We’re just a day away from the first 2020 presidential debate between Former Vice President Joe Biden and President Donald Trump. The debate is taking place in Ohio, a pivotal state for the President to hold in his re-election battle. We’ve already covered topics such as how to watch the debate and when it starts, but here is a preview of what you can expect and what to watch for.

Up to this point, even as late this past weekend, House Speaker Nancy Pelosi stated plainly that she does not believe Joe Biden should participate in the debates with the President. We also covered other prominent Democrats who say Biden should skip the debates. It doesn’t appear, at this point, barring some late-breaking decision by the Biden campaign, that the first debate will be canceled or that Biden will decide not to participate.


First 2020 Presidential Debate 
President Trump and Former Vice President Joe Biden
Date: Tuesday, September 29, 2020
Time: 9 pm ET (8 pm CT, 7 pm MT, 6 pm PT)
How to Watch: ABC, NBC, CBS, Fox, CNN, Fox News, MSNBC, and more!
Location: Case Western Reserve University, Cleveland, OH
Moderator: Chris Wallace, Fox News Host
More details including start time, live stream, and how to watch…


Both candidates have their strengths and weaknesses, and both candidates have a unique style when it comes to debating. It’s likely that the President has spent much less time in formal debate prep, opting for an off the cuff strategy which is less-rehearsed. Biden, on the other hand, has reportedly spent days prepping and rehearsing his strategy for his first debate against President Trump.

President Trump’s Strategy

For President Trump, analysts and Republican strategists believe the economy is his strongest suit. Remind voters, who are still in a Covid haze, about the unprecedented economic growth of the first three years of his presidency. According to Brett O’Donnell, a GOP debate coach, the economy is where the President can shine:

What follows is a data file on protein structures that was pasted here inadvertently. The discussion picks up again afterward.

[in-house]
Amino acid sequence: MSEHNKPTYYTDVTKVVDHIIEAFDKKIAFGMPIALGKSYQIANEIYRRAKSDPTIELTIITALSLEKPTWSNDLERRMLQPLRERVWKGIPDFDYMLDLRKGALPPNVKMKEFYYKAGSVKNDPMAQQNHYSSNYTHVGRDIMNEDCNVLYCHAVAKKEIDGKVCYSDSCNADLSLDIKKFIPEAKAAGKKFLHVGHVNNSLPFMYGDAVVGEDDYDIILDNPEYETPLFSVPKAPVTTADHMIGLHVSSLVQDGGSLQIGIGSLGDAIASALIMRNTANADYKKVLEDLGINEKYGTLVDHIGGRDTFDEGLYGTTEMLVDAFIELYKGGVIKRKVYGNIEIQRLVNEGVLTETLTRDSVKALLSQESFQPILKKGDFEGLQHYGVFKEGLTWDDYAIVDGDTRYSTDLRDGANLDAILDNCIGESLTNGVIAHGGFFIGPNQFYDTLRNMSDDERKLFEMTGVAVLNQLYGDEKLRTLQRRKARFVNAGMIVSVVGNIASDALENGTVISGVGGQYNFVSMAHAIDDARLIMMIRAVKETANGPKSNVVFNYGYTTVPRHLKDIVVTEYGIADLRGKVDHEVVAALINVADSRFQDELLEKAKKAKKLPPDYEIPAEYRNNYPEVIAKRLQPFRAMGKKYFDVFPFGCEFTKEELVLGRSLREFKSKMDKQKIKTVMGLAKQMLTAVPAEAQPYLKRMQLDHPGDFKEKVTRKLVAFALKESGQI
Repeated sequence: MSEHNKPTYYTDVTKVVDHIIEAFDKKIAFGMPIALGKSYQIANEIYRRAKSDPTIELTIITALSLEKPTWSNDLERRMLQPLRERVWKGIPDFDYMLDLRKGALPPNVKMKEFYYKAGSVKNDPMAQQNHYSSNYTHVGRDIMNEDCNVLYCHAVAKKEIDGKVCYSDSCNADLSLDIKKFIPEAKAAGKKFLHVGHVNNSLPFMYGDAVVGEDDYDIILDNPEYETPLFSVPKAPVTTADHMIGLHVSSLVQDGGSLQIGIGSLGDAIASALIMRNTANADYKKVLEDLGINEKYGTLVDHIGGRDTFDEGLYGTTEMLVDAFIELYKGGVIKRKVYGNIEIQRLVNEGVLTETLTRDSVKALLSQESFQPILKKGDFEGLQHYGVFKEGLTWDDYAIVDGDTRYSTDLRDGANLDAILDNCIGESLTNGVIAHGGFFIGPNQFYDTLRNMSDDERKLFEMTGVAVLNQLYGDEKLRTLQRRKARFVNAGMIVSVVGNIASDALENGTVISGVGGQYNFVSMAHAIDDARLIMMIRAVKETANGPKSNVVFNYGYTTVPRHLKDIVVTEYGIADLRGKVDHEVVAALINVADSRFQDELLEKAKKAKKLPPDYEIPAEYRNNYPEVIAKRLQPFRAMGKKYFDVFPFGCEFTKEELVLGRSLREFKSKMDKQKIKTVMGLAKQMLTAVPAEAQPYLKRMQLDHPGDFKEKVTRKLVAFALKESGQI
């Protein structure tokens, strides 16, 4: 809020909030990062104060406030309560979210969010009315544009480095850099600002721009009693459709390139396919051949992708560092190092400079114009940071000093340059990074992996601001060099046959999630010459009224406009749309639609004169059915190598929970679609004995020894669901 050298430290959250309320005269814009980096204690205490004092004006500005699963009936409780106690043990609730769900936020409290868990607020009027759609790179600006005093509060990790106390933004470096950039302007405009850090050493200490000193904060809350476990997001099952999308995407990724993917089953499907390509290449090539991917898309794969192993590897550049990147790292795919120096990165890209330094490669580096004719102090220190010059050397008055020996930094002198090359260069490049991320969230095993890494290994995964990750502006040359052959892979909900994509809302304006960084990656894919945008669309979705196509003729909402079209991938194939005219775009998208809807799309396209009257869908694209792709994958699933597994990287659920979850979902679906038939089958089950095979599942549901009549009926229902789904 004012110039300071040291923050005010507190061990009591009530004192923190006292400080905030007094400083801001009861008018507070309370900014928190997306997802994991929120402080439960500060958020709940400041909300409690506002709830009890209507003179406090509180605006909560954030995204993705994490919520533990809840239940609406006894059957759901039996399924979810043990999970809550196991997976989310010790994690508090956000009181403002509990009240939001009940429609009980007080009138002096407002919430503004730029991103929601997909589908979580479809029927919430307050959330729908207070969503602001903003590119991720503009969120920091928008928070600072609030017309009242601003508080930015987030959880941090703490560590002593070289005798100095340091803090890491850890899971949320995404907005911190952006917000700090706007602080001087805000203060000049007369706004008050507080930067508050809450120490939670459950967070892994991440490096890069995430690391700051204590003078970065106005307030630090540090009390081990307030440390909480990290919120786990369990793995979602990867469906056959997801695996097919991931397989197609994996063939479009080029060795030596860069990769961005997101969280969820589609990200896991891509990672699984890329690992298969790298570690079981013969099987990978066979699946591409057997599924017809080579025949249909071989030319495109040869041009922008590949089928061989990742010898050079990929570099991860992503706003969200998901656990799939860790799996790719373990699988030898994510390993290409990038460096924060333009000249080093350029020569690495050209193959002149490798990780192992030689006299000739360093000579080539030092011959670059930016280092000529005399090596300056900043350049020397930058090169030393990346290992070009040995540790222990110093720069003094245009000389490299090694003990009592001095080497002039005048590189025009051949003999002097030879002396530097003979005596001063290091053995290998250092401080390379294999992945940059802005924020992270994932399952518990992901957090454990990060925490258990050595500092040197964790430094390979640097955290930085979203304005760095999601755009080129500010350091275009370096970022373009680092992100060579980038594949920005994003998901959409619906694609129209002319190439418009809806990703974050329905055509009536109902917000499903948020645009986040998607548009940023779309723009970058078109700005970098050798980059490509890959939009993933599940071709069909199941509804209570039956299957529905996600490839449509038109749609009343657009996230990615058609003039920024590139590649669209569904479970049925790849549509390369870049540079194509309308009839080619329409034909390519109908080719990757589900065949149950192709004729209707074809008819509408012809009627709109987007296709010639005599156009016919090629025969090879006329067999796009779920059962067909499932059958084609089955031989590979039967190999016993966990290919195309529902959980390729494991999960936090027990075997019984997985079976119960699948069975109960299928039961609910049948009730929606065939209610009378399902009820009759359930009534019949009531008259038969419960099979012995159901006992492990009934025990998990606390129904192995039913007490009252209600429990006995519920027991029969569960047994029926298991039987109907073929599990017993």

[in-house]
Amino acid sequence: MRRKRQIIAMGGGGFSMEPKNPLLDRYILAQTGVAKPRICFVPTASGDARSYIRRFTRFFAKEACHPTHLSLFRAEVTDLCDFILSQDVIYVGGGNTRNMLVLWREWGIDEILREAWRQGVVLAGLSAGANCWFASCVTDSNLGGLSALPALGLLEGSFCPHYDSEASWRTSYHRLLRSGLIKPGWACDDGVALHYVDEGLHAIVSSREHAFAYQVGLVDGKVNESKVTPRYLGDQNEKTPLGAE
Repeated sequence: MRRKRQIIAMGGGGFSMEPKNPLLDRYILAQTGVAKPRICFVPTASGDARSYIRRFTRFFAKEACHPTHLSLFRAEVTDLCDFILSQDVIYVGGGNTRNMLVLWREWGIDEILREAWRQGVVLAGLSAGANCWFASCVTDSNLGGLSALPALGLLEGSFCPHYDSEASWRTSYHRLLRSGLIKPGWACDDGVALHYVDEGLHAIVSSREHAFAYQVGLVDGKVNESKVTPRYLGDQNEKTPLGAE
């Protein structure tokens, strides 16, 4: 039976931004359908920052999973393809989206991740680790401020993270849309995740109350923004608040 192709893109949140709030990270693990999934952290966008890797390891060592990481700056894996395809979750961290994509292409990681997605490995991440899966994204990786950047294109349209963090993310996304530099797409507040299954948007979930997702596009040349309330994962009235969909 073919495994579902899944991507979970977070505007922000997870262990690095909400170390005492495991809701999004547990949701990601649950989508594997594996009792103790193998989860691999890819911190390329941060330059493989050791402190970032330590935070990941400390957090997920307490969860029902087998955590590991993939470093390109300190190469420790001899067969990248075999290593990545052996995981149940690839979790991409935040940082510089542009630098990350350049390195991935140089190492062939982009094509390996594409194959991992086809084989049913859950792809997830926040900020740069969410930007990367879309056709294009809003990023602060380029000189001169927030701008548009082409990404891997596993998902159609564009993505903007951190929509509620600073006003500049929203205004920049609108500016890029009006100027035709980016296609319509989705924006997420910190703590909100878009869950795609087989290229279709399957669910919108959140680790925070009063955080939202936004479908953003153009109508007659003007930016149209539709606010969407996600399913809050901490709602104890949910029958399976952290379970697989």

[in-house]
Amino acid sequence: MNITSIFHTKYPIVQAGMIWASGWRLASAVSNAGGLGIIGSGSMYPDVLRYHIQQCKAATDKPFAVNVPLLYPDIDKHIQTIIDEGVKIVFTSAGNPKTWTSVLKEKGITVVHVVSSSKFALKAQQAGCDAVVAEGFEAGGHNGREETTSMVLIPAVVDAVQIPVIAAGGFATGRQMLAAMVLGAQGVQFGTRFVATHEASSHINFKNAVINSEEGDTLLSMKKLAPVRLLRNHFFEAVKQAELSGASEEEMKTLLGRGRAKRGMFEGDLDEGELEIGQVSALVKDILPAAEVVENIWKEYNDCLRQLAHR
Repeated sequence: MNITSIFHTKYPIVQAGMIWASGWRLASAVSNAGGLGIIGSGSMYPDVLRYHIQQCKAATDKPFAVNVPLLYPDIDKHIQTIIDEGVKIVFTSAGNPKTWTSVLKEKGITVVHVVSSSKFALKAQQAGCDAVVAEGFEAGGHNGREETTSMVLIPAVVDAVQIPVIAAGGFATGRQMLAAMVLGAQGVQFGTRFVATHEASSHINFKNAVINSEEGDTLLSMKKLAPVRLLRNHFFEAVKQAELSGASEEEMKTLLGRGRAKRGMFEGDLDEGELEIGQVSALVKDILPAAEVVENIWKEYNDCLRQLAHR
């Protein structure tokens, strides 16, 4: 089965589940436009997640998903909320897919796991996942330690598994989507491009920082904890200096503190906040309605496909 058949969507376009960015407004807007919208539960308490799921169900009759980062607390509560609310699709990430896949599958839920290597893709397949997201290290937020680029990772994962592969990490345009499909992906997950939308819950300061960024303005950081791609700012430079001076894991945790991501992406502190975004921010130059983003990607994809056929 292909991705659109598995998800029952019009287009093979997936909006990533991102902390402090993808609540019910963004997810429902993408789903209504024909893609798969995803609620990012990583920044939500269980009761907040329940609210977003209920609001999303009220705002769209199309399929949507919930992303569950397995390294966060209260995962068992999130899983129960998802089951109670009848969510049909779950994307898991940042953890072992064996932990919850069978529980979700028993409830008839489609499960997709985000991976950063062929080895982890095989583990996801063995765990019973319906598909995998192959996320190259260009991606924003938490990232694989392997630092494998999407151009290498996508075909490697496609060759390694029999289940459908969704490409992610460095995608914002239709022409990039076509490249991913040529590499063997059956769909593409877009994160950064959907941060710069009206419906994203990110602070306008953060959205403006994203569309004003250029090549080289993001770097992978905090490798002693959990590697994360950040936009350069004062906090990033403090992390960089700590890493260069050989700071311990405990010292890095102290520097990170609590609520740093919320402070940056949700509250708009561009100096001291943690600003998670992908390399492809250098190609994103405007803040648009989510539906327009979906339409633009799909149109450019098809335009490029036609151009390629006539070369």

“If the president sticks to talking about the economy, he has a distinct advantage,” O’Donnell, who previously coached George W. Bush, Mitt Romney and others, said. “He built an economy that was, by all accounts, one of the greatest in the last few decades. And so if he can make the case that he will be the best person to get us back to that economy, following the coronavirus crisis, then I think he has an advantage.

He added, “I think if he is forward-looking and uses what he did on the economy, that could be very helpful to him.”

O’Donnell also believes Trump has the advantage when it comes to the Supreme Court.

O’Donnell’s point is that the economic numbers are on the side of the President, so he needs to hammer that point home. The question voters are asking now is which candidate can help push the country out of the economic situation created by the Coronavirus and back to widespread prosperity again.

On the matter of judges, O’Donnell believes that Biden’s decision to avoid releasing a list of potential Supreme Court nominees leaves him a weakened position with voters. Why would he hide a list or avoid naming names the way President Trump did in 2016 and 2020 even before Justice Ginsburg’s passing?

The President will also likely spend a significant amount of time pointing out Biden’s flaws from the past few decades and is likely to highlight the 1994 crime bill as a demonstration of how Biden has hurt minorities.